#### Updated by Tom Waters about 3 years ago

Dear Olena,

Thank you for your prompt response. I am still thinking about the other points, but I had one immediate question on the below

Olena Kaminska wrote:

To clarify on your first question, because the weights are scaled to the mean of 1, the total of weights is equal to the number of respondents. With attrition this number goes down

Suppose that wave A had 1,000 respondents in calendar year 2009 and 1,000 respondents in calendar year 2010. Suppose that all of those sampled in 2010 attrit, and all but one of those sampled in 2009 do. The one that doesn't attrit is then sampled in calendar year 2010, in wave B.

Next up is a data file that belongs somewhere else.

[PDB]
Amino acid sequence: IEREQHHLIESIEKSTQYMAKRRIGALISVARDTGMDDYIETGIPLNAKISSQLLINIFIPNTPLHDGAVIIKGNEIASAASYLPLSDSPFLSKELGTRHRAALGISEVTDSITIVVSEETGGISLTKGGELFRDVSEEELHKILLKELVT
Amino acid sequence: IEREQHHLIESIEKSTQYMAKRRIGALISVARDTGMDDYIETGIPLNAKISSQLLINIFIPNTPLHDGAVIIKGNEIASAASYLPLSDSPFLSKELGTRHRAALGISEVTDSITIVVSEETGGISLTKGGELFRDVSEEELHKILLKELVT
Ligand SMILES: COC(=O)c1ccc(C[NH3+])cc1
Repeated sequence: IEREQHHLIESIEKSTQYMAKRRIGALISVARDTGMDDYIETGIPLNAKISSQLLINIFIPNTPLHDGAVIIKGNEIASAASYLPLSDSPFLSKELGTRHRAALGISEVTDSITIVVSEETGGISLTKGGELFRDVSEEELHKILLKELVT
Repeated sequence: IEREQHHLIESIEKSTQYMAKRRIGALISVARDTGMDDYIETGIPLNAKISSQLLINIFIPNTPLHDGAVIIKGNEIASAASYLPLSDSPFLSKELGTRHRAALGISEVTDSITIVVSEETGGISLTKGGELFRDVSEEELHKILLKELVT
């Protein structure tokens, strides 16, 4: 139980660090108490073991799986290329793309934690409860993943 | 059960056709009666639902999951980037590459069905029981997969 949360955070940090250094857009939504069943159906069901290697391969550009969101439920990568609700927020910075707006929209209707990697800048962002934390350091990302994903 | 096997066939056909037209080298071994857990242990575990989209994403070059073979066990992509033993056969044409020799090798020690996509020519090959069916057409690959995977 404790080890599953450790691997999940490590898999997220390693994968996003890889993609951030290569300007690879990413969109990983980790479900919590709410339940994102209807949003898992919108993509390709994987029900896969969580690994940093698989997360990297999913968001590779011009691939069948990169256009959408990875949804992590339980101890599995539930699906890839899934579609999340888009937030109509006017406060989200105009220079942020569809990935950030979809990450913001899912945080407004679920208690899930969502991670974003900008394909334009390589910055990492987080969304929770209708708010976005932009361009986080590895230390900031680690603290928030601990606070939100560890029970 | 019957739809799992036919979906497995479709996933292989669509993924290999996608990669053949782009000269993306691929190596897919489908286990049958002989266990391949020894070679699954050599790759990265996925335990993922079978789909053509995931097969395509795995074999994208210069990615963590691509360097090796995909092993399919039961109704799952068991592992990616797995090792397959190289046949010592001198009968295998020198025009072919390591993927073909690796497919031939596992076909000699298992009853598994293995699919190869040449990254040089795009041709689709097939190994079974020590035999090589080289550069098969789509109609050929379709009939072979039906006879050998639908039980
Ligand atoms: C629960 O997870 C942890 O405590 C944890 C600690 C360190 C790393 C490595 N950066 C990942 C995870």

So when I want to look at the distribution of some outcome in calendar year 2010, I pool together wave A's 1,000 observations in 2010, and wave B's 1 observation in 2010. As far as I can tell, the code you pasted would cause wave B's one observation to have half the weight of the resulting 1,001 observation sample. Is that correct? If so, that seems like a very strange outcome: surely for estimating the distribution of this variable in 2010, any observation is 'as good' as any other (conditional on its original weight); the fact that it comes from wave A or B is essentially arbitrary. Am I misunderstanding something?

#### Updated by Olena Kaminska about 3 years ago

Tom,

Let's change the number to 800 in 2009 and 400 in 2010 after attrition (1000 each before). In this situation you have twice as many people in 2009 as in 2010 - so 2009 will be twice more important in your analysis than 2010. You want the years to be of equal importance - so you need to upweight each person in 2010 by 2. That's what the syntax does: the weight from 2010 would be multiplied by 800/400.